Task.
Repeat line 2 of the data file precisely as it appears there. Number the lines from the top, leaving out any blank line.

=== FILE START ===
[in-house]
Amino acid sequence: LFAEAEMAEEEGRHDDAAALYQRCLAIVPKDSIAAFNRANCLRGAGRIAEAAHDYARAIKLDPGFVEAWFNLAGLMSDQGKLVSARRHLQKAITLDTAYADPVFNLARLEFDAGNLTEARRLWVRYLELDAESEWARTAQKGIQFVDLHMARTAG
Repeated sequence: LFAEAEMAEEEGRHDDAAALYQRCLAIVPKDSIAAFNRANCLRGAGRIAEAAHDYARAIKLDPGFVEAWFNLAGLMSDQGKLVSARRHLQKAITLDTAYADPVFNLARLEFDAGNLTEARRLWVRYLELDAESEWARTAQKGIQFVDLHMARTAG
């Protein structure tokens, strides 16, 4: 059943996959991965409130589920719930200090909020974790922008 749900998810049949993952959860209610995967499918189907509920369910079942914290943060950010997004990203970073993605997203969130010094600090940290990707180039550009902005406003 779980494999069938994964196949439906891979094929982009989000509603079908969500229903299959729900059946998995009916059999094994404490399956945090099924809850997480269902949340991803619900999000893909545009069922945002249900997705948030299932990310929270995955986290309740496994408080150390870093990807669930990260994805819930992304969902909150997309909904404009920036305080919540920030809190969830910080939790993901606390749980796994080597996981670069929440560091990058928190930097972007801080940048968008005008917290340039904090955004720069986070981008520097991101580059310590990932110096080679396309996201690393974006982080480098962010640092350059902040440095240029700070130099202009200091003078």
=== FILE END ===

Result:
Amino acid sequence: LFAEAEMAEEEGRHDDAAALYQRCLAIVPKDSIAAFNRANCLRGAGRIAEAAHDYARAIKLDPGFVEAWFNLAGLMSDQGKLVSARRHLQKAITLDTAYADPVFNLARLEFDAGNLTEARRLWVRYLELDAESEWARTAQKGIQFVDLHMARTAG